Sunday, February 25, 2024

America’s first all-electric tug is out on sea trials

Crowley’s eWolf, the first all-electric tugboat in the U.S., is undergoing sea trials along the U.S. Gulf Coast before officially entering commercial service, the company confirmed on social media.

The ship is being built by Master Boat Builders’ (MBB) shipyard in Coden, Alabama, and will be delivered in 2024. It will be used to assist ships arriving and departing at the Port of San Diego in California.

The innovative concept was first introduced by Crowley two years ago. The 82-foot (25-meter) eWolf is designed as a zero-emission vessel as it would operate fully electric. Equipped with a fully integrated electrical propulsion system by ABB, the system comprised two 2100 kW motors, a thruster, and a 6.2 MWh main battery. eWolf claimed to have the same performance as conventional tugboats, with 70 tons of bollard pull.

eWolf was created to replace old tugboats that consume over 30,000 gallons of diesel per year. According to the company, the electric tugboat can reduce up to 3,100 metric tons of CO2, 178 tons of nitrogen oxide, and 2.5 tons of diesel particulate matter in ten years without sacrificing performance. What’s more, the eWolf is equipped with the latest AI technology, including an “Intelligent Maneuver” feature and 360-degree visibility for maximum safety.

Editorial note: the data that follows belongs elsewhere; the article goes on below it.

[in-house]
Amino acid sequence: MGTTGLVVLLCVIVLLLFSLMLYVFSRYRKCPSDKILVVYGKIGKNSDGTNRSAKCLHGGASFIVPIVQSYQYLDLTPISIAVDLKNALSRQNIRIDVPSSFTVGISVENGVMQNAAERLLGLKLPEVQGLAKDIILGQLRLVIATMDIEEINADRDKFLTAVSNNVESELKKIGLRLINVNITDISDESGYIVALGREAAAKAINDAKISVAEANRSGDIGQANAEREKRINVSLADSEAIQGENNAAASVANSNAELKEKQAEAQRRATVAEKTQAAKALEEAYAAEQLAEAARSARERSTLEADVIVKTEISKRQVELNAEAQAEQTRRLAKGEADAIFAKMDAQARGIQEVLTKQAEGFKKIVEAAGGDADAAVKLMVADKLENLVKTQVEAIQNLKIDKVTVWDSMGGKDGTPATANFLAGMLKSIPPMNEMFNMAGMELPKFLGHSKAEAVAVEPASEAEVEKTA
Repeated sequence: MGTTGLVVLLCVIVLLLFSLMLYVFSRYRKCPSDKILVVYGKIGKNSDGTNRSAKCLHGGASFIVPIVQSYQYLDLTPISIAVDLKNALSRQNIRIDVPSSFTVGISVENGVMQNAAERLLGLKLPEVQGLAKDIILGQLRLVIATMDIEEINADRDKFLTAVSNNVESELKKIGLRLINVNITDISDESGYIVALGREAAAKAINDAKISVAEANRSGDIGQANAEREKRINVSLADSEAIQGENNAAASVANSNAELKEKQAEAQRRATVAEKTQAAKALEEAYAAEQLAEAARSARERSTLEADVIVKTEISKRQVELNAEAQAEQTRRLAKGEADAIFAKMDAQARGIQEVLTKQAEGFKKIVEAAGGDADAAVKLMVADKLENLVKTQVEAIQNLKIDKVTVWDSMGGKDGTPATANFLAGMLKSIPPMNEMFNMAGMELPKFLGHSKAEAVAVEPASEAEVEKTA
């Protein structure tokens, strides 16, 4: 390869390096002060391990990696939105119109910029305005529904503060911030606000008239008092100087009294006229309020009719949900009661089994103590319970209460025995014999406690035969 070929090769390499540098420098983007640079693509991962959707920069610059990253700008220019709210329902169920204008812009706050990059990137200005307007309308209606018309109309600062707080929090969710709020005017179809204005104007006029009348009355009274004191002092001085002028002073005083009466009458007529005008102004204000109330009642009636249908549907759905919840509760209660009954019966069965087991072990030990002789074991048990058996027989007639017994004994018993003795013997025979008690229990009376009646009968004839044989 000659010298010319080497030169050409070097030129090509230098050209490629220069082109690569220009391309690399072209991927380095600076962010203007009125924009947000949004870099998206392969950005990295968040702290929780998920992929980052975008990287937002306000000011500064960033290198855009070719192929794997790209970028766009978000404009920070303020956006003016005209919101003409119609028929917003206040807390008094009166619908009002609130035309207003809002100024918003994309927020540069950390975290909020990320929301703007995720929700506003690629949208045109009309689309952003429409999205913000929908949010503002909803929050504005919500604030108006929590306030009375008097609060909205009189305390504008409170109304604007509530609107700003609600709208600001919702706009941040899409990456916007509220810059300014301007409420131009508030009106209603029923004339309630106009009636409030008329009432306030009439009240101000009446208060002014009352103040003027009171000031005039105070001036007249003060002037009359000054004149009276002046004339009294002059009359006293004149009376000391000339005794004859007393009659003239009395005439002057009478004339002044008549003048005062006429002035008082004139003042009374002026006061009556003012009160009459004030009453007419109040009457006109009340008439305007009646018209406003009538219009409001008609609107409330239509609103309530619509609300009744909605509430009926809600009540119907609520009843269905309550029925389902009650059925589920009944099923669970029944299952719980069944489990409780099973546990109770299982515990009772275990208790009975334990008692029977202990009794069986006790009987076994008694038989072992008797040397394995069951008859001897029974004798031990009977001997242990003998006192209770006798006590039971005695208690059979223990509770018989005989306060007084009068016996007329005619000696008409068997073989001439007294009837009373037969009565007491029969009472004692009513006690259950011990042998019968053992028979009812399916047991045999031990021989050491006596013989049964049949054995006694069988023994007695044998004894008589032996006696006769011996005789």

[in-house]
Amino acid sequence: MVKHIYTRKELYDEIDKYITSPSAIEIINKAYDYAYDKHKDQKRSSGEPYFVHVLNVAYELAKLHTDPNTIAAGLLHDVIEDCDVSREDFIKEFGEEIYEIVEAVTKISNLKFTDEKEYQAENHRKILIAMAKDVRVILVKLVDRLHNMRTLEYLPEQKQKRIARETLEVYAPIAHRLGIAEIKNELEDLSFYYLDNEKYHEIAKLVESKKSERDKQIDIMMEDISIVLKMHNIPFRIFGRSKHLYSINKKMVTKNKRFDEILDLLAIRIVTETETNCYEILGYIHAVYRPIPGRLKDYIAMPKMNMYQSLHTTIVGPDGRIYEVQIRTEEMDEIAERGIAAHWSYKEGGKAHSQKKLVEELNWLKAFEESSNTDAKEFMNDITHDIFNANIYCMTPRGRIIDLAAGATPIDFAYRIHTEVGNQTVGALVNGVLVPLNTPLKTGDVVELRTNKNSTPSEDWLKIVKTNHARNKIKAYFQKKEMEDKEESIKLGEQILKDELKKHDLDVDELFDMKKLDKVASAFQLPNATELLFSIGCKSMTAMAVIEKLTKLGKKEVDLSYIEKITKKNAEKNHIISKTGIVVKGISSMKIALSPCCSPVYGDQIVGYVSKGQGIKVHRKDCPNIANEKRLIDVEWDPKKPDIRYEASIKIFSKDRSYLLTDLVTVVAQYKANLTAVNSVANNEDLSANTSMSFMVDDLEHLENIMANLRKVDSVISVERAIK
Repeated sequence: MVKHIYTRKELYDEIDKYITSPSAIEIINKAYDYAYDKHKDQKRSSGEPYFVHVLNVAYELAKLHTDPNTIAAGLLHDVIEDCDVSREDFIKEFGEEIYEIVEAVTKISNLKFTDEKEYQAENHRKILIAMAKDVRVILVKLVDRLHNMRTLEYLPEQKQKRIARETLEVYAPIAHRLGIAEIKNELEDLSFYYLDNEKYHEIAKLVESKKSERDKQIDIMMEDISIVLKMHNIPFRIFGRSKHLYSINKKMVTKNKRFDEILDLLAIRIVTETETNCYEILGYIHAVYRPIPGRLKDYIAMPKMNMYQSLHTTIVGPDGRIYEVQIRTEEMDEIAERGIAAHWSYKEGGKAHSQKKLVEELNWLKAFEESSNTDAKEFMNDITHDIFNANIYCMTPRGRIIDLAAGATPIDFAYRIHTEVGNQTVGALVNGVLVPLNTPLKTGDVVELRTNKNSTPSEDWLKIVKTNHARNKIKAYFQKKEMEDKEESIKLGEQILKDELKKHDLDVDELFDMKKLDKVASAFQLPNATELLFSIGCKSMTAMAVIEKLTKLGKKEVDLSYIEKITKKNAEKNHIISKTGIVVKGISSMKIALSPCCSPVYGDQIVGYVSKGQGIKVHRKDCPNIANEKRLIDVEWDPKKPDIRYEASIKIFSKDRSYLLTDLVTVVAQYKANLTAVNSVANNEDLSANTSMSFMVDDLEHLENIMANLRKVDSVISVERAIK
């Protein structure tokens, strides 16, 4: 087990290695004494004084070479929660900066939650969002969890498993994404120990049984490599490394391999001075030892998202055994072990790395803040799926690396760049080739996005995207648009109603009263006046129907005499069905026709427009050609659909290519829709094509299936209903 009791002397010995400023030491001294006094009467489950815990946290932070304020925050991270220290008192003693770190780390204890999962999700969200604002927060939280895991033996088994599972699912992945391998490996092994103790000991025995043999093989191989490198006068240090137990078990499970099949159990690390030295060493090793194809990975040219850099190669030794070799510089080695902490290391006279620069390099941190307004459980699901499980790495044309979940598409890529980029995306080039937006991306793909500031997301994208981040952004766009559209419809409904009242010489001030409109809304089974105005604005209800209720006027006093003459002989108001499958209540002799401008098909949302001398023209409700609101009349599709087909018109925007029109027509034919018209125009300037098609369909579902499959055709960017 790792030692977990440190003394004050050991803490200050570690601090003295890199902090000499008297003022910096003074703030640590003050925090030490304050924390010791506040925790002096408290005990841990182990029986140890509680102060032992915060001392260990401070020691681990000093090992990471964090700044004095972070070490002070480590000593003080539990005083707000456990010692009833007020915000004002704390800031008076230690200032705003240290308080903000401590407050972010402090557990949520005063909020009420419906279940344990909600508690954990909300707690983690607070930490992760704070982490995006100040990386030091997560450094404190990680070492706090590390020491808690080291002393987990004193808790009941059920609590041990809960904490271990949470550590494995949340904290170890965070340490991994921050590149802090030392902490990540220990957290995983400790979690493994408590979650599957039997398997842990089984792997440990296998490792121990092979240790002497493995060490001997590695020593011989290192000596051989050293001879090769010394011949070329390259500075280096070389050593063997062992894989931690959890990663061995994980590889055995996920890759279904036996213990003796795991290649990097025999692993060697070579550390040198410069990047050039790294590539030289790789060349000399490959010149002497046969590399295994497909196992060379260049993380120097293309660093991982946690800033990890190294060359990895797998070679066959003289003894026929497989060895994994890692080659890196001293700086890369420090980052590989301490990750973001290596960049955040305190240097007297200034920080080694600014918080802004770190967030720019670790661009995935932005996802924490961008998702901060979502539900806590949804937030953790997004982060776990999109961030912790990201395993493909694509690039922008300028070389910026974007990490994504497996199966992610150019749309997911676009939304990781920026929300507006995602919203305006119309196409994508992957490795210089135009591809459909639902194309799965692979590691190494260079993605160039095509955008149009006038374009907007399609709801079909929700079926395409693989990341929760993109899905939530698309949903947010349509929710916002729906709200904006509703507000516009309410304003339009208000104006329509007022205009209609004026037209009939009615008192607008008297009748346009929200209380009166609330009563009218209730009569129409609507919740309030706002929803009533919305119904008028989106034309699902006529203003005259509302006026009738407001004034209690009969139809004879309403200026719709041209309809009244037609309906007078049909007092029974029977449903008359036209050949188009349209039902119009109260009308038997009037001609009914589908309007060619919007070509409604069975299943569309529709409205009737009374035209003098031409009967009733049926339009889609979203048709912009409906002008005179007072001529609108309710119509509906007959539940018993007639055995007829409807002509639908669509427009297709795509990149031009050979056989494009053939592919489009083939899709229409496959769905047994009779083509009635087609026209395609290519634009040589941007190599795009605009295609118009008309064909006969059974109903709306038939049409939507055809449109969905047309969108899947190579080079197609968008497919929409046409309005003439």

The eTug’s battery system enables the vessel to deliver one full day of normal work without using a drop of fuel. The batteries supply power to the propulsion system almost immediately, making it a reliable vessel for harbor escort services.

Additionally, the tug’s systems are designed to handle fast-changing load requirements. The vessel has two generators on board to provide emergency power and enable longer transit distances at a lower speed.

The tug will be based at the Port of San Diego’s Tenth Avenue Marine Terminal, where Crowley is building a dedicated charging station. The charging station will feature twin battery banks that will be charged by the solar panels during the day and the utility grid at night when the public demand for power is lower. When the tugboat pulls up to recharge, the batteries on the pier will transfer their accumulated power to the batteries on the tugboat.

This project was achieved with the collaboration of Crowley and other organizations, such as the San Diego County Air Pollution Control District, the California Air Resources Board, the Port of San Diego, the U.S. EPA, and the U.S. Maritime Administration.